I feel guilty thinking this and I look back at the taped together picture. This is the picture I had under my mattress. She’s eight years old, looking up like she’s looking at angels. Darla found it one day and ripped it up and beat on me. The doc said he thought my ribs were broken but I said that they probably was just cracked. That was the only time I ever hit her back. Punched her in the eye. Knocked her down. I hadn’t never hit anyone before. It didn’t feel good.
Darla said if the good Lord were going to take our little Amanda away she weren’t going have reminders of her all over the place. Not in her house. So after that there weren’t any pictures of her anywhere. Except for the three I kept.
I put the lids on both of the boxes and set them to the side. It’s starting to get warm in the shed but the stove in the house probably needs another log so I go back to the house. The sun is higher now. It reflects on the ice that coats the porch railing. I throw in a few more logs and then peek into the bedroom. Darla’s sleeping on her back. Her mouth is wide open. She won’t wake until later, when I’m making lunch.
I go back to the shed and lock the door and slide back the third floorboard. This is where I keep the moneybox. I got it from KMarts back when they was Walmart. Darla gives me twenty dollars every week to spend. It’s all inside this box.
I set the box on the bench and unlock it. I go back over to the deadbolt and give it another shove to make sure. I put this week’s twenty in the box then unfold the piece of paper I keep inside the box. I do the math. It’s easy. Two thousand, three hundred and eighty. I erase the old number and write the new one. I’m so close. I can feel the Florida sun on my face. It’s bright and it’s warm. I look directly into it. I close my eyes. It’s still bright. But there’s a black spot to the side. It’s always there.
I pick up a worn newspaper clipping. Johnstone’s Memorials. I cut it out of the Courier the day after Amanda passed. My company gave me ten thousand dollars to help pay for the service and what not. The headstone would have only cost two thousand five hundred. We had enough left over. We had plenty but damn her to hell, Darla wouldn’t have none of it. She weren’t going to waste good money on a headstone. God knew what He’d done. We didn’t need to make no monument for it.
But damn her to hell. Amanda deserves better. The snow covers her plaque. She looks so lonely. And I almost got enough to buy a proper headstone. I don’t give no care to Darla what she would think about it. It’s my money. She ever actually get out to the graveyard she might have some words for me. Maybe even give some bruises. But damn her to hell, Darla Jeannette Jones.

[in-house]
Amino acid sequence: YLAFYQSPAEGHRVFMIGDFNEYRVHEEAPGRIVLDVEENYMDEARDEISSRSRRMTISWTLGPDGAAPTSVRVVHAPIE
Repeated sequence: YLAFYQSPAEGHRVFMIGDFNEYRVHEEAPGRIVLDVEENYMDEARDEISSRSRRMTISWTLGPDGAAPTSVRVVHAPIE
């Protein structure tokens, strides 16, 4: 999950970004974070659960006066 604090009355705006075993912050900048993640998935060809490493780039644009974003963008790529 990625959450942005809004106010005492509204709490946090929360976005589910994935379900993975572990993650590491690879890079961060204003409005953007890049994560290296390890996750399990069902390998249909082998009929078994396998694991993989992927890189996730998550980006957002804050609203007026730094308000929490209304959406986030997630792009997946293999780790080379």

In six weeks my moneybox will have twenty-five hundred dollars inside of it.
I set all the boxes in their spots. I put the floorboards back. I pull the deadbolt and slide the door open. Long shadows cross my path. I walk out into the snow and hold my arms up. I’m in Winter Haven. There’s no aches in my joints. There’s no snow to be shoveled. There’s a girl in a bikini. I’m no fool, I know she ain’t looking at me, old coot that I am. But still, she’s there. The world spins around me. Palm trees go by but then I’m at Amanda’s grave. She needs dignity. Ain’t nobody should be treated like a dog, being buried without no proper headstone. Sometimes I imagine she’d say Go to Florida, Poppy. Spend that money on a trailer. I don’t need no proper headstone. Do what makes you happy. But no eight-year old girl ever talked like that.
I go inside. I pull the bedroom door shut. I stand by the stove. I put a pot on the burner. I go to the parlor and look at the third chair. I pick it up. It’s rickety. I put it down and go back to the kitchen without it. Soon I’ll make some porridge and eat the last of the donuts I’ve been hiding from Darla. She won’t know no different. She won’t get up till I’m making lunch.


John Bartell is an East Coast transplant who has resided in Fort Worth, Texas for the past fifteen years. Though he still hasn’t broken down and got himself a cowboy hat or a big old pickup truck, he has taken a fancy to Shiner Bock and the Austin music scene. He’s a winner of the Weatherford College Canis Latran Writing Contest and has short stories published in Sanitarium Magazine and in A. Lee Martinez’s Strange Afterlives Anthology. He has served two years as the president of the DFW Writer’s Workshop and is currently working on his second novel in between earning his keep as a microbiologist, which is probably the most glamorous job a person could have.

What motivates him to create:
He’s inspired to write because he has an unquenchable drive to express the beauty and the pain that defines our world, but also, and probably pretty much closer to the truth, it’s mainly to get the girl, which has worked out pretty well so far.